This week I visited Mexico to reach out on Darden’s behalf to applicants and the business community in Mexico. Darden aims to disseminate best business practices to managers—we want to have impact in the growth and success of the global business community. This means that we take the opportunity on trips such as this to offer ideas, research, and engagement to managers.
Accordingly, I gave several interviews to print and broadcast journalists. Their questions are illuminating. They wanted to know about “the wall” the U.S. plans to build along the border—for Mexicans this is a bitter development in the history between the two countries. They are deeply concerned about the rise of Asia—especially China—and its implications for economic growth in Mexico. And as a major trading partner of the U.S., Mexicans are anxiously awaiting economic news of our downturn.
A consistent question considered the fact that in a competitive world, all size companies have to compete against companies in other latitudes. They asked what Mexican firms must do to sustain themselves in this fiercely competitive environment? What does a company have to do to be competitive? Here is the gist of my reply to the journalists on these questions.
First, a company must suspend its preconceptions about what constitutes “best practice.” the pace of change in business is accelerating, due to technological change, globalization, political changes, and so on. As a result, you must be receptive to new ideas, from wherever they may come. This is a mind-set of learning.
Second, you must ask, “who is your competitor?” Globalization has changed the rules of competition radically. Your competitor is probably not the firm down the street or in the next state. Very likely you have competitors on the other side of the globe, no matter how large or small your firm is. This means that you must think very broadly about the field of competition and where the next surprise might come from. Today, all North Americans look to Asia as a disruptive source of new competition. Next year it could be Brazil, Russia, or the European Union. Take little for granted in terms of the geographic basis of competition. The practical implication of this is that “best practice” will tend not to have a foundation in a single country or culture, such as the U.S., but rather it will grow to be truly global. At Darden, we teach global, rather than U.S., best practice.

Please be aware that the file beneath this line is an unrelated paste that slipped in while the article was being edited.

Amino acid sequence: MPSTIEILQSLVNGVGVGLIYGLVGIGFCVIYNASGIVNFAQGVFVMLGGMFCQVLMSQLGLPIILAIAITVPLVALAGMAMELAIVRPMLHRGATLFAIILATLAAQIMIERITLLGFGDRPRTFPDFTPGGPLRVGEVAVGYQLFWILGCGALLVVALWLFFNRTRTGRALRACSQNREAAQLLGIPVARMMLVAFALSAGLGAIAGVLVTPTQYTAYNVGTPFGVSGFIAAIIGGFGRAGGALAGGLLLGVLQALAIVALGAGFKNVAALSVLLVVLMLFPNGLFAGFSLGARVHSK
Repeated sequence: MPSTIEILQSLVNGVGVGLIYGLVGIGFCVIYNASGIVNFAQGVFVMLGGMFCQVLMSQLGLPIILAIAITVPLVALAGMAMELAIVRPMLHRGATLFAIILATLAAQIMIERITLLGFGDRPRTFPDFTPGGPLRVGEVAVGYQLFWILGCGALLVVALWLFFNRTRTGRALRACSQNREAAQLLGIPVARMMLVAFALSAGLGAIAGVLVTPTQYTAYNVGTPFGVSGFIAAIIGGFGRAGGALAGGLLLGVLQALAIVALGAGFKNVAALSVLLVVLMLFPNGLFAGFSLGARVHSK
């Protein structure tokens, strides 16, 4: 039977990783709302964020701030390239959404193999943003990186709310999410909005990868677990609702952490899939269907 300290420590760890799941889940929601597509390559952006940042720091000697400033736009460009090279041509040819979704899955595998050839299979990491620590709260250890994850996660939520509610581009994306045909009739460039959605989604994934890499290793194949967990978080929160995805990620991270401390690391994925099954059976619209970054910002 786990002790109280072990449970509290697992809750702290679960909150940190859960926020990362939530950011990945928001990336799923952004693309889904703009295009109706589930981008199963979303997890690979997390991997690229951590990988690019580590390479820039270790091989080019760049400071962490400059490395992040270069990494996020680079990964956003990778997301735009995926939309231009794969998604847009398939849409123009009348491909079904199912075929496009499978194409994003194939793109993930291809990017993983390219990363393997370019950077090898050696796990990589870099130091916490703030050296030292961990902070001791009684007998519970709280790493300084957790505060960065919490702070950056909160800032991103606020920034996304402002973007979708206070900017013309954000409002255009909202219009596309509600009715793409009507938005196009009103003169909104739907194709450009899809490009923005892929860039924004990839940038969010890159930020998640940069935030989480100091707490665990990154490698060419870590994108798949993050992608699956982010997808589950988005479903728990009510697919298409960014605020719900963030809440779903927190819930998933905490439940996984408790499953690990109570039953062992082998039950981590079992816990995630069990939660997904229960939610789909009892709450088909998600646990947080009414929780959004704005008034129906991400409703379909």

Finally, never forget who you are, or what you value. In a world of rapidly-changing competition, integrity and ethical business practice will matter more than ever. We have seen some very good research in recent years that shows stable economic growth and rising stock market prices are associated with declining corruption, growing respect for the sanctity of contracts, and freedom of speech. A number of emerging countries are mired in the worst ethical conditions. The business community around the world should speak out in support for the kinds of values that support sustainable economic growth.
Posted by Robert Bruner at 10/25/2006 08:01:13 PM